In the 1948 US presidential election, even before the official results were out, most newspapers declared Republican Thomas E Dewey the 31st American president on the basis of poll surveys. The one to take office, however, was democrat Harry S Truman.
Election Commission officials seal an Electronic Voting Machine (EVM) prior to the start of voting at a polling station in Dibrugarh, Assam. (AFP photo)
In India, too, exit polls – almost indigenously developed by the pioneering Delhi-based Centre for the Study of Developing Societies (CSDS) in the 1960s – have had a fair share of failures. The last four Lok Sabha elections show they have suffered wide inaccuracies, barring the one in the 1998 general elections.
Two back-to-back flawed predictions — the 2004 and 2009 exit polls — have posed a question mark on their reliability. Some see an existential threat.
“A correct forecast by media opinion polls this time will wash away the sins of not getting it correct in the last two Lok Sabha elections and restore lost credibility. But if they go wrong, they will do irreparable damage to the opinion-polling industry, driving a wedge between the media and those who practise survey research,” says Praveen Rai, a psephologist with CSDS.
In the 1999 elections, forced by an early collapse of the Atal Bihari Vajpayee government, most polls overrated the NDA’s win. They gave the alliance a thumping 315-plus seats, although it actually scraped through with 296.
The 2004 exit polls, however, were a glaring failure. All pollsters did not see the Congress clawing back. While some forecast a swing in favour of the incumbent BJP, others saw only a minor dip in its tally. But all exit polls predicted a win for the BJP.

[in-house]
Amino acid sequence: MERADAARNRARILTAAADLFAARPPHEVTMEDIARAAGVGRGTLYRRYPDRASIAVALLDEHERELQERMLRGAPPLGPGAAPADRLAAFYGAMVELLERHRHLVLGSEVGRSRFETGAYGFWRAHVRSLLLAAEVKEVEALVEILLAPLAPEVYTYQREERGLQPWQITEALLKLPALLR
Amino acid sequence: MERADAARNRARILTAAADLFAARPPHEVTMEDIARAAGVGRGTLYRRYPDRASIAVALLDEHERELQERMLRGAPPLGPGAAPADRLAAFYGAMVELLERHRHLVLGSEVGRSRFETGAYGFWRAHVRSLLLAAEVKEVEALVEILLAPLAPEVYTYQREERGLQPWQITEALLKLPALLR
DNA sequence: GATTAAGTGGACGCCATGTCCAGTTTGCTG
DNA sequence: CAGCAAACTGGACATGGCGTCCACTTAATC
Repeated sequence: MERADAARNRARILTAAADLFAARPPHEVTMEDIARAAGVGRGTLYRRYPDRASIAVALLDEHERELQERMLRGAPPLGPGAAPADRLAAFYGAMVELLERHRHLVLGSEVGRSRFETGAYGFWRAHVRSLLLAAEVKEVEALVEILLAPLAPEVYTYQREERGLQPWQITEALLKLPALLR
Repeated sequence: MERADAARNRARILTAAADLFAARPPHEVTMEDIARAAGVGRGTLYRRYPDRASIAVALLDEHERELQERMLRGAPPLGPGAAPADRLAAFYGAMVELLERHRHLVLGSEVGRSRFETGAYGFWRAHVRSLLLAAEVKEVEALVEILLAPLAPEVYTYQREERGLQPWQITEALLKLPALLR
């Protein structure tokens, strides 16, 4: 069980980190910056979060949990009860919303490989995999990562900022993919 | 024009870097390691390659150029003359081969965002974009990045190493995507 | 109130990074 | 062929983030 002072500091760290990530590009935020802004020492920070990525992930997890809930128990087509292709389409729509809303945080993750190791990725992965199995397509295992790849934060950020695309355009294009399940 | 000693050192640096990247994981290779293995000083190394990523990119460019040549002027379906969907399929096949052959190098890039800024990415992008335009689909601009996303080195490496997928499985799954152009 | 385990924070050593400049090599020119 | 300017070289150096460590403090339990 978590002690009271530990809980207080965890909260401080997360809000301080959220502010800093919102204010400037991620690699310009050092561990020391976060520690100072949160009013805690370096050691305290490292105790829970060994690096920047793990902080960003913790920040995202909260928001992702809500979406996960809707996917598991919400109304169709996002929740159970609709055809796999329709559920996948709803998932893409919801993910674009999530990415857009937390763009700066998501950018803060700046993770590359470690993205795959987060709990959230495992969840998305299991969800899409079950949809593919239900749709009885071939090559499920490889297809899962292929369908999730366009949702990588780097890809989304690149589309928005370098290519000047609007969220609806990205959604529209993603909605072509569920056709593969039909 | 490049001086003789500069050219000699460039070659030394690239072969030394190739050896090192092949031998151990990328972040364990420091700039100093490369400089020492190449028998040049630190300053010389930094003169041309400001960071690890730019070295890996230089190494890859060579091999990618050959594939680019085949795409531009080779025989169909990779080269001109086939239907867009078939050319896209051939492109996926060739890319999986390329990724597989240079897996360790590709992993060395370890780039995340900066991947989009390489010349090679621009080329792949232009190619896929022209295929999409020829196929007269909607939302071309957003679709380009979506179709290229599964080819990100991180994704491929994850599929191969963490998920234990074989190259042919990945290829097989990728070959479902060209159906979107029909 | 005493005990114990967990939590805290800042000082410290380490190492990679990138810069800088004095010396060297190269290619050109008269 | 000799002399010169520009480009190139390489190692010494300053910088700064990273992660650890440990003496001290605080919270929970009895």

For the first time in many years, the Indian economy grew at 8%. The BJP launched its glitzy India Shining campaign, which became a catchphrase for an emerging economy. However, a disconnect ensured a shock defeat.
In 2009, the exit polls weren’t quite spot on. Although most predictions put the UPA ahead, they entirely missed the key trend: big swings in its favour. The UPA bagged 40 more seats without necessarily adding anything to its vote share.
The first serious media poll surveys started surfacing in the 1980s, with psephologist Prannoy Roy teaming up with David Butler. Their studies culminated in the iconic book The Compendium of Indian Elections by Prannoy Roy, David Butler and Ashok Lahiri.
The advent of satellite television lent exit polls blockbuster prominence, since the state-run Doordarshan’s commissioning of a countrywide exit poll in 1996 to CSDS.
While most surveys have a margin of error, the survey method itself and sampling are the keys to accuracy. A large sample size may not be adequate if it does not have enough representation of diverse sections of the electorate, such as castes.
While academics prefer random sampling from actual voter lists, which are deemed more accurate, market research firms tend to go by quota sampling, or picking samples from different electorate groups, such as farmers, professionals and labourers.
As a forecaster, Praveen Rai finds the prediction of the NDA winning seats in the range between ‘220-plus to a majority’ with such definitiveness this time intriguing. “It blurs the divide between the predictive prowess of forecasting the results and the actual unfolding of the election outcome,” he says.